However, large amounts of it given in supplements to mice caused a marked increase in the compounds TMA and TMAO, which prime the body for heart disease. Particularly atherosclerosis– the thickening and hardening of the arteries that can lead to heart attacks, strokes, vascular dementia, and erectile dysfunction.

Monster Energy, Rockstar Energy Drink and NOS Energy Drink are the main drinks that add L-carnitine to their formulas. Having one every day also supplements the body with l-carnitine, meaning it could lead to long-term heart problems.

But what about vitamins?

B-group vitamins (Thiamine, B12, Riboflavin, Niacin, Pantothenic Acid, B6, Biotin, and Folate) appear pretty frequently on the nutrition labels for energy drinks. Across the board, they support all sorts of things in the body.

This makes determining long-term effects of them difficult to capture– much like taurine. In fact, the National Institute of Health says that research on vitamin B12, “ shows that people with high levels of vitamin B12 have a higher risk of cancer. But other research shows that the risk of cancer is higher in people with low levels of vitamin B12 or that vitamin B12 levels don’t affect cancer risk.”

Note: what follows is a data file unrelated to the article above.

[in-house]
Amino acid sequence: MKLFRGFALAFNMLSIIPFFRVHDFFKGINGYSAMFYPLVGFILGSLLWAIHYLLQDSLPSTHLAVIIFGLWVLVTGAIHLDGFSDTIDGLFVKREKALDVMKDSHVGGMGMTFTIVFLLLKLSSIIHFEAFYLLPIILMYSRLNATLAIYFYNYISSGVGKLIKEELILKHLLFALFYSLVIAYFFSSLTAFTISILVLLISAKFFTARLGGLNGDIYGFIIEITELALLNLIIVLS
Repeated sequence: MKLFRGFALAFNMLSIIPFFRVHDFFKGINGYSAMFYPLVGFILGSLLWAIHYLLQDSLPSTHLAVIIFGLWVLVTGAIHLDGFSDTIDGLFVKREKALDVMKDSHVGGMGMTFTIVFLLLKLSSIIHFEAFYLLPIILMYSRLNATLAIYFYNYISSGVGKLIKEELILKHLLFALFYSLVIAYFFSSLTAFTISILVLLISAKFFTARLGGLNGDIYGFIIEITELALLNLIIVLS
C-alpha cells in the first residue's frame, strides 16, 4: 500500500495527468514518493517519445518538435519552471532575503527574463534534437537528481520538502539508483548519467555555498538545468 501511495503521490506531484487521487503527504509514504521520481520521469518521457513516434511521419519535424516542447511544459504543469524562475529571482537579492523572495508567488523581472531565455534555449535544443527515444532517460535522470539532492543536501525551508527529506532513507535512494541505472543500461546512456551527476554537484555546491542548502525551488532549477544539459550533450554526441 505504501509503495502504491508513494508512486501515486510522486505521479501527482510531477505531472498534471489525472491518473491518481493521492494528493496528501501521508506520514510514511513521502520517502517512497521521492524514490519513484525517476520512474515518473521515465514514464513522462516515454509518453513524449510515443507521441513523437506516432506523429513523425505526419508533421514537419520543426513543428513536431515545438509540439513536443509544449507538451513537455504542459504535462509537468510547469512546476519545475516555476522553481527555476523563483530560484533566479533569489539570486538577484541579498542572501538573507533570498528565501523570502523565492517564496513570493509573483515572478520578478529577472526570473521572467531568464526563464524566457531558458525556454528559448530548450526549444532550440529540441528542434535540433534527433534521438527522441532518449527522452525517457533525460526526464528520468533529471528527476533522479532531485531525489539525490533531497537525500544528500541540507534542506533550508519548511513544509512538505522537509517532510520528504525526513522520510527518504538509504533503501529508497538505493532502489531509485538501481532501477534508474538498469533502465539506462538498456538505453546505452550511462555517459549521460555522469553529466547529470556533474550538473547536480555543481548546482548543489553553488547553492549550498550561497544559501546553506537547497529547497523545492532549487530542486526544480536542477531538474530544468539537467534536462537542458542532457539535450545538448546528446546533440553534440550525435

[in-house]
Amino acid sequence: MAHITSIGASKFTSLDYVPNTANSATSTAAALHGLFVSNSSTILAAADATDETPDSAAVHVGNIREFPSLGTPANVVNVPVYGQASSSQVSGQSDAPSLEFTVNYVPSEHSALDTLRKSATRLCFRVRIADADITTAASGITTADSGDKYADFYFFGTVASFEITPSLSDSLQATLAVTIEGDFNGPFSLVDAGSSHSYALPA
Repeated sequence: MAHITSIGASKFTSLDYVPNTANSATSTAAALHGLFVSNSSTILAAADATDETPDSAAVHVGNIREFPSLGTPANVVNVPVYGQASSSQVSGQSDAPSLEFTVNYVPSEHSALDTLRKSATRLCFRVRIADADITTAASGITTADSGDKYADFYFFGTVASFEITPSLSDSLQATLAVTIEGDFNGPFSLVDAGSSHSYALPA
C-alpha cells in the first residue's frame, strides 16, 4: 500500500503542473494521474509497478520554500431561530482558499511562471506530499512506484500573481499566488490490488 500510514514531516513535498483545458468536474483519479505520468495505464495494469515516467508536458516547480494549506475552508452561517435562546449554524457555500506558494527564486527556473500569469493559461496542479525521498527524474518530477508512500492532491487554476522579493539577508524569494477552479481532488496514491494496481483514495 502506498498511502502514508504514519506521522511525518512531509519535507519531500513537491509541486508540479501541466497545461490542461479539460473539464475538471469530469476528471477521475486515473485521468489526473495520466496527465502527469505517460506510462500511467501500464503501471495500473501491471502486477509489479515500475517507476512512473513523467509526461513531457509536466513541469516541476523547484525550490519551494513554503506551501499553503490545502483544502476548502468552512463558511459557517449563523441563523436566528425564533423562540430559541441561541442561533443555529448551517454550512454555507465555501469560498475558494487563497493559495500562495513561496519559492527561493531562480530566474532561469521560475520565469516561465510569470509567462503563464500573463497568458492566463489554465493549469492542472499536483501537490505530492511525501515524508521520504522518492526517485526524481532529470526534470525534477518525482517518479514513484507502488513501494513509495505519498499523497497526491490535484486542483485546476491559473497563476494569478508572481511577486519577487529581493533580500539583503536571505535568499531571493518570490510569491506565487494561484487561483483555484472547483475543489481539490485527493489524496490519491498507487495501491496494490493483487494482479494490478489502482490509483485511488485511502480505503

This changes, depending on the B-group vitamin, but as long as you’re staying within the recommended doses, research hasn’t shown any adverse health effects.

“I know with vitamins for the most part, if we don’t need them, we don’t absorb them,” Cluskey said. 

But, according to Cluskey, one of the riskiest additions to an energy drink is alcohol. 

Alcohol is a depressant– it slows you down, while caffeine and sugar speed you up. Drinking both at the same time can inhibit you from feeling drunk. 

“So more people are drinking larger amounts of alcohol and not becoming aware of how drunk they are,” said Cluskey.

If you’re interested in learning more, the National Institute of Health publishes open-access papers frequently and has consumer fact sheets for several vitamins and minerals.